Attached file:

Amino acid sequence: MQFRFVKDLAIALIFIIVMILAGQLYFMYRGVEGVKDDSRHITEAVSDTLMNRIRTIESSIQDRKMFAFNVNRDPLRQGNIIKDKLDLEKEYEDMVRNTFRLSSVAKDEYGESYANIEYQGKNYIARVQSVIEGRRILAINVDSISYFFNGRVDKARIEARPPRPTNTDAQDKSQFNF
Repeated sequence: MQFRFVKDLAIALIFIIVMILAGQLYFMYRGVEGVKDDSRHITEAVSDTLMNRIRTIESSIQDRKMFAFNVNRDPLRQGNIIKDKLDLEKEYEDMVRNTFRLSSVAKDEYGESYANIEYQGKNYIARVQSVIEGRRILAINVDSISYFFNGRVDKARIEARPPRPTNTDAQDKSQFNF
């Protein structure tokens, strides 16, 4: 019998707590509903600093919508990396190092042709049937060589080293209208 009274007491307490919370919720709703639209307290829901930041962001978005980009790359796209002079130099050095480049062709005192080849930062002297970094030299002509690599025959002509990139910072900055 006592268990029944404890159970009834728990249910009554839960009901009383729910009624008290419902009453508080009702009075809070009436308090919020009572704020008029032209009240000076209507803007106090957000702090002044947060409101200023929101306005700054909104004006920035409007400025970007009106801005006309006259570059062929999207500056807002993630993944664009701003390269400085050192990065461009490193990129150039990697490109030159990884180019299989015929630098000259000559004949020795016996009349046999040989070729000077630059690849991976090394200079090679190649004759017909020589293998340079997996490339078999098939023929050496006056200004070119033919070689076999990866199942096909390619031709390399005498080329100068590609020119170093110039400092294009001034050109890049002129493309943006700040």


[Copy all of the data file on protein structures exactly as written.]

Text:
Amino acid sequence: MQFRFVKDLAIALIFIIVMILAGQLYFMYRGVEGVKDDSRHITEAVSDTLMNRIRTIESSIQDRKMFAFNVNRDPLRQGNIIKDKLDLEKEYEDMVRNTFRLSSVAKDEYGESYANIEYQGKNYIARVQSVIEGRRILAINVDSISYFFNGRVDKARIEARPPRPTNTDAQDKSQFNF
Repeated sequence: MQFRFVKDLAIALIFIIVMILAGQLYFMYRGVEGVKDDSRHITEAVSDTLMNRIRTIESSIQDRKMFAFNVNRDPLRQGNIIKDKLDLEKEYEDMVRNTFRLSSVAKDEYGESYANIEYQGKNYIARVQSVIEGRRILAINVDSISYFFNGRVDKARIEARPPRPTNTDAQDKSQFNF
């Protein structure tokens, strides 16, 4: 019998707590509903600093919508990396190092042709049937060589080293209208 009274007491307490919370919720709703639209307290829901930041962001978005980009790359796209002079130099050095480049062709005192080849930062002297970094030299002509690599025959002509990139910072900055 006592268990029944404890159970009834728990249910009554839960009901009383729910009624008290419902009453508080009702009075809070009436308090919020009572704020008029032209009240000076209507803007106090957000702090002044947060409101200023929101306005700054909104004006920035409007400025970007009106801005006309006259570059062929999207500056807002993630993944664009701003390269400085050192990065461009490193990129150039990697490109030159990884180019299989015929630098000259000559004949020795016996009349046999040989070729000077630059690849991976090394200079090679190649004759017909020589293998340079997996490339078999098939023929050496006056200004070119033919070689076999990866199942096909390619031709390399005498080329100068590609020119170093110039400092294009001034050109890049002129493309943006700040």